And the other 20 to 30 percent? “That’s where alarms come in,” he adds. “That limits the amount of time that people who are going to find another way in have in the house.”
Other simple safety measures include cabin landscaping in the form of trimming back trees and shrubs to eliminate hiding spots; installing motion-detection lighting on your cabin exterior; covering windows with shutters or drapes so that potential burglars cannot see what’s inside; turning on lights to make it look like someone is home while you’re away; or even leaving a car out front, if possible, so the cabin appears occupied.
“The more you can do to make your house look lived in, the better,” Young recommends. “It’s counterintuitive, but it deters the casual burglar.”
New technological solutions on the market can assist in keeping up inhabited appearances and supplying more secure access to the cabin, as well as providing additional home-monitoring support — from video surveillance to thermostat control. Tablet devices such as iPads are helping to heighten awareness of such solutions, with monitoring applications available from a variety of providers.
“Home automation is in the early stages, but it will start to grow faster,” observes Steve Samolinski, director of solution management at hardware manufacturer Schlage, which also provides an open-protocol home-monitoring system called LiNK. “People want to have that peace of mind and control.”
Convenience is a key factor, with access to your cabin at the simple click of a mouse, or tap on a phone or tablet. Features typically include the ability to lock and unlock doors (or create and delete passcodes, in the case of a keypad entry) for arriving guests; receive alerts when a door is accessed, a certain number of incorrect entries have been posted to a keypad, or a door or window is left unlocked; and to turn lights on and off (or even program the system to turn the lights on upon your entry).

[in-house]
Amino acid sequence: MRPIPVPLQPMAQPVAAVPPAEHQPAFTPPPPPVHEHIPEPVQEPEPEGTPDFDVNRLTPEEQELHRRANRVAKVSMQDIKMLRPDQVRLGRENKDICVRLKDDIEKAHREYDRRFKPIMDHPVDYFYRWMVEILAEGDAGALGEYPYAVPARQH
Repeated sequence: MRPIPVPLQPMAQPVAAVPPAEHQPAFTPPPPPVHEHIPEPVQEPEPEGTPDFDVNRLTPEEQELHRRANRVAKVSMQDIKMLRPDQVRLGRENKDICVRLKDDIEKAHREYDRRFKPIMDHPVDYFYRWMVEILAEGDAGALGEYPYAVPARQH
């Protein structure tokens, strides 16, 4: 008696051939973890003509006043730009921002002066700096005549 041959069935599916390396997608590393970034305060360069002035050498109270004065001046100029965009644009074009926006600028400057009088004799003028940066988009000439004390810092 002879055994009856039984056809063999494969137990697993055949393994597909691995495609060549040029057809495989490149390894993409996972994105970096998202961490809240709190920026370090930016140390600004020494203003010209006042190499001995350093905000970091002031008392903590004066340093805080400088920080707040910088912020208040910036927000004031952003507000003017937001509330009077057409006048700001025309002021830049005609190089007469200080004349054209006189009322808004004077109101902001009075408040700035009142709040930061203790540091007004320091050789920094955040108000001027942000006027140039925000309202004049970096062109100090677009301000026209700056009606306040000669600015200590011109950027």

Add-on elements to consider include temperature controls — not only the ability to turn heat or cooling on and off for comfort and energy savings, but also to alert you to sudden drops in temperature in case of a mechanical incident at the cabin — and video surveillance, which can alert you to the traffic in and around your cabin as well as weather conditions. (Read: Watching a major rainstorm wreak havoc on your cabin may result in a quick trip there or a phone call to local services to check things out and make sure there are no serious damages.)
“It goes beyond home security to really security of the premises and the peace of mind that comes along with that,” Samolinski states.
Remote-access systems such as LiNK are often designed with ease of use and installation in mind, as well as the flexibility to expand the system as needed. The connectivity required to operate them may be tricky, depending on how remote your cabin is, so check into all possible connections (Internet, satellite, etc.) to determine which will be the most reliable and cost-efficient for you. Also, check with a security professional to make sure your cabin’s construction materials won’t obstruct wireless signals either.